'Seat' risk oversold

Federal agencies that have resisted the concept of desktop outsourcing as

too radical a solution are making a foolish mistake.

That's the message, in so many words, from the handful of agencies that

have taken advantage of GSA's Seat Management program to turn over management

of their desktop computers, networks and applications to commercial contractors.

In fact, the more seemingly radical elements of desktop outsourcing

turn out to be quite sensible, even if they aren't its strongest selling

points.

For example, some agencies look askance at bundling management services

into straightforward contract line items. It's similar to a plumber offering

to do a big job for a flat fee: How do you know you won't end up spending

more than you would have if you had gone with an hourly rate?

But Seat Management customers say the arrangement has proven to be a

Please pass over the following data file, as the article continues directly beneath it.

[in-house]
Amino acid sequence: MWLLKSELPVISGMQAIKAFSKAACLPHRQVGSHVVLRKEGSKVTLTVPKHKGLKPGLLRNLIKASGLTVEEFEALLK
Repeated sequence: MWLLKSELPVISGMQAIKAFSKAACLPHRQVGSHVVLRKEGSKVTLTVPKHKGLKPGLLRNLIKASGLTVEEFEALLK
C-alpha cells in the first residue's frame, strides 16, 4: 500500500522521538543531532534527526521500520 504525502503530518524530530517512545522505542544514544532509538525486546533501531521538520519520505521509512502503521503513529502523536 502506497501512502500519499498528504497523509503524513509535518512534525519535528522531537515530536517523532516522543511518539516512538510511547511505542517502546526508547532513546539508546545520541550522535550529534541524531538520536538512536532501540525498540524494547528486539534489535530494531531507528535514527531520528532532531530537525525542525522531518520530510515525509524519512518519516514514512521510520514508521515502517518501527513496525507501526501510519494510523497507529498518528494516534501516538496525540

real blessing. For the first time, those agencies can put a real number

on information technology costs, making it easier to manage their overall

IT investments.

Seat also has not had the deleterious impact on agency staff members

that some skeptics had expected. Rather than put people out of their jobs,

outsourcing IT management services has freed the in-house staff to work

on more interesting projects.

And so on. Desktop outsourcing, as radical as it sounds, turns out to

be quite mundane — as mundane, it seems, as the work itself. Industry proponents

of desktop outsourcing say agencies need to view technology services as

they would a utility like electricity — it's vital to daily operations,

but it's not something you should have to think about.

Desktop outsourcing makes that shift in thinking possible.

The industry proponents are right. Especially now, given the dearth

of IT workers across government, agencies should not be in the business

of managing day-to-day systems and network operations, any more than they

should be generating their own electricity.

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